In October, 2014, three associations representing the advertising industry banded together in the United States to launch an initiative to combat advertising that – often inadvertently – ends up on piracy websites. Ads from major brands have appeared on sites that provide unauthorized downloads or streaming of music, movies and television shows, funnelling revenue to the sites’ operators.
The American Association of Advertising Agencies has teamed up with the Interactive Advertising Bureau and the Association of National Advertisers to try to combat the problem.
As the buying and selling of digital ads has become more automated, many advertisers have seen less transparency around where their ads are ending up.
Advertisers used to buy ads based on the media environment – choosing to place ads, for example, on a TV show or in a newspaper based upon the assumption that their target audience was likely to see it. Now that they are bidding directly on audiences, the environment in which those ads appear has become less important.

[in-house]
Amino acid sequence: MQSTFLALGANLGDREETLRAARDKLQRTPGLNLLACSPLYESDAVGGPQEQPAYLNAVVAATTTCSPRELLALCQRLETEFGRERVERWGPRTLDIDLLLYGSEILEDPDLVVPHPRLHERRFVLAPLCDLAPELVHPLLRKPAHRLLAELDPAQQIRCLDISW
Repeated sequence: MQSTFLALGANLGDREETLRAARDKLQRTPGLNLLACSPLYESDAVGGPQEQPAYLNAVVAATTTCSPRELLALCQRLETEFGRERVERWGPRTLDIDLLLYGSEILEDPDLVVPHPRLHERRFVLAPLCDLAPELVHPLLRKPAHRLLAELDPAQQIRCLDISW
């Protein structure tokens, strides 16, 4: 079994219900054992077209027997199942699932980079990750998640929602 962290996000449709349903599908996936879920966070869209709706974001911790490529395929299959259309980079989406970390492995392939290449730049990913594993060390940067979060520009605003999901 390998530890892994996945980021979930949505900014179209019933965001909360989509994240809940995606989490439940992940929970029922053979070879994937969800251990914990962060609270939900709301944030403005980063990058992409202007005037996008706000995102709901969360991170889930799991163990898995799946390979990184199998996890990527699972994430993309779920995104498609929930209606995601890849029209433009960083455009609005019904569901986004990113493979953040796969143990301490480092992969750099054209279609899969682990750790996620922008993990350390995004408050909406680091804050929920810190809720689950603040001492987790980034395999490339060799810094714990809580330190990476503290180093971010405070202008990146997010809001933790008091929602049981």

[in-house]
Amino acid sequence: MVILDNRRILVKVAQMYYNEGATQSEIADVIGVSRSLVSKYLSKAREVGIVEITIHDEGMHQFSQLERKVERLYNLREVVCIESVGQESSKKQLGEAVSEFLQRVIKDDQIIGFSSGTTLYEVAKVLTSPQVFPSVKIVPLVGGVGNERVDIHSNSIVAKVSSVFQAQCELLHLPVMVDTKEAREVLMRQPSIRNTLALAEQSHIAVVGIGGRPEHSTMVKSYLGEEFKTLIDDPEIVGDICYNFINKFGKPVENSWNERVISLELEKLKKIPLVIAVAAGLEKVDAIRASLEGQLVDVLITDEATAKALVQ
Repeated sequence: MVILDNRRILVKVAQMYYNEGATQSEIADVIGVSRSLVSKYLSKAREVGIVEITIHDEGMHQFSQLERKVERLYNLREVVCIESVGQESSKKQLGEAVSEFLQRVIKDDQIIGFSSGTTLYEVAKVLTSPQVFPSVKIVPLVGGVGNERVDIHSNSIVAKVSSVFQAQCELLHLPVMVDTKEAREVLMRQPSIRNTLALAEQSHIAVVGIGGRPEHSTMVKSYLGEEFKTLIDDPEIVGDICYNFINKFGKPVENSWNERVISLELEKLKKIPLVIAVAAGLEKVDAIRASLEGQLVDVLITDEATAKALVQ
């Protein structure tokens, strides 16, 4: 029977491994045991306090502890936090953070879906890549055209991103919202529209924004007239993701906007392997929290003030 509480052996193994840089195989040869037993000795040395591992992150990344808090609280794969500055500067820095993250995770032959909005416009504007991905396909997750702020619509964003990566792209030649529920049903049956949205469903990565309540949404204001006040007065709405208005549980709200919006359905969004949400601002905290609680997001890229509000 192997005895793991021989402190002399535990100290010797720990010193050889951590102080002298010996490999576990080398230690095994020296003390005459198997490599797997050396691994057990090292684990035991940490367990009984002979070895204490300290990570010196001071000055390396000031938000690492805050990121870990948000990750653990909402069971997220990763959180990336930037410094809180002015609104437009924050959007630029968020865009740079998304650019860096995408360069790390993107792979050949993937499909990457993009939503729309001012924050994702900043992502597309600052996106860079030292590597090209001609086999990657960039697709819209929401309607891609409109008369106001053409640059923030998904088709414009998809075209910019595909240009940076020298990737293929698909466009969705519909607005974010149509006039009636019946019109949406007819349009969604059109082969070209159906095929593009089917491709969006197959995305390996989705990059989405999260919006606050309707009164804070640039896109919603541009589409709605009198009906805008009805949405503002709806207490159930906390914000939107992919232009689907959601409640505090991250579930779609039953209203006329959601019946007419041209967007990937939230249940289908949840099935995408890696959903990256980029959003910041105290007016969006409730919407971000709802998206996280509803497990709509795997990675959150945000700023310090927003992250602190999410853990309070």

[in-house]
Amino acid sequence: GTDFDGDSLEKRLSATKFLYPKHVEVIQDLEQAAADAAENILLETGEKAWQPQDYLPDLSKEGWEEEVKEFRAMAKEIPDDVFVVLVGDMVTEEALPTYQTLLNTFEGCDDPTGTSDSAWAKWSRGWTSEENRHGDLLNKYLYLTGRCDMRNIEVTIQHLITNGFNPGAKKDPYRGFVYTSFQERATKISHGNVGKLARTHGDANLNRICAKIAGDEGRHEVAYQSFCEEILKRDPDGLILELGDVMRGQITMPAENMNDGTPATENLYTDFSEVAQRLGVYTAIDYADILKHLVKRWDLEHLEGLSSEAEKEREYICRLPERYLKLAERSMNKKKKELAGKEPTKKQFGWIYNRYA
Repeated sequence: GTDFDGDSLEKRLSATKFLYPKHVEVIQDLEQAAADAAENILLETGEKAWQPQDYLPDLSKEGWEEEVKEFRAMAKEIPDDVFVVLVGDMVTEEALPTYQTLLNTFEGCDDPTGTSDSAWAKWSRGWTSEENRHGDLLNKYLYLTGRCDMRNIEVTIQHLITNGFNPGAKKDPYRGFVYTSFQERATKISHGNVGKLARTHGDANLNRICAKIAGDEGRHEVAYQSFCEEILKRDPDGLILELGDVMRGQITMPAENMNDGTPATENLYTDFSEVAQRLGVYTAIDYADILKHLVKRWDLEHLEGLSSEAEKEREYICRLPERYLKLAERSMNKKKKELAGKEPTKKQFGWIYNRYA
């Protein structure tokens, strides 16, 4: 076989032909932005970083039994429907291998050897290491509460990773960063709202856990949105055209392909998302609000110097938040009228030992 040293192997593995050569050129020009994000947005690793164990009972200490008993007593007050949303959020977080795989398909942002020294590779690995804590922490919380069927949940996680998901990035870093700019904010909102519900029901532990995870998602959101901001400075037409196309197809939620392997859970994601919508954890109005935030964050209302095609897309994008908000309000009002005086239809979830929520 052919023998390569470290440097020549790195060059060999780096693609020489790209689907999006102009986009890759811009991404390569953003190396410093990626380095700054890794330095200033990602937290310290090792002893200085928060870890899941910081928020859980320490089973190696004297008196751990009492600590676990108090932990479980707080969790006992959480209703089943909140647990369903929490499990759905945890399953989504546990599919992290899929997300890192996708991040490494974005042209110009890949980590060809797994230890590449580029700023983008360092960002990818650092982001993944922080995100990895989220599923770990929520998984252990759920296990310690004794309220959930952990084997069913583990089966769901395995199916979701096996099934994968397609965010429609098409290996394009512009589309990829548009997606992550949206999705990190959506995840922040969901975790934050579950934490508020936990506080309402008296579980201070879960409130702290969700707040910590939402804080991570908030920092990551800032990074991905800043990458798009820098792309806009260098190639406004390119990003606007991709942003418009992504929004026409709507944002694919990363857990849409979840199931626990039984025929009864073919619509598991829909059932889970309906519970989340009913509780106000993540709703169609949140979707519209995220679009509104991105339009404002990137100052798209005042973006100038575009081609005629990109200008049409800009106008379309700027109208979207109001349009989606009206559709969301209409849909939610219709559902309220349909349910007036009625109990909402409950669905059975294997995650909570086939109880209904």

Advertisers still want to appear in what are known as “brand safe” contexts, though. Given the choice, most would not choose to appear on low-quality websites, especially those containing pornographic, violent, hateful or otherwise shady material.
But the speed of ad trading, and the sheer number of middlemen who handle the transaction – from the advertiser all the way to the publisher who places the ad – has made it harder to verify where ads will show up.
Another side of the same problem arises from non-human traffic – sites that use bots to appear as though they have many visitors, tricking advertisers into placing ads on websites with few actual visitors. The piracy crackdown is just part of a larger fight against this kind of wasted money.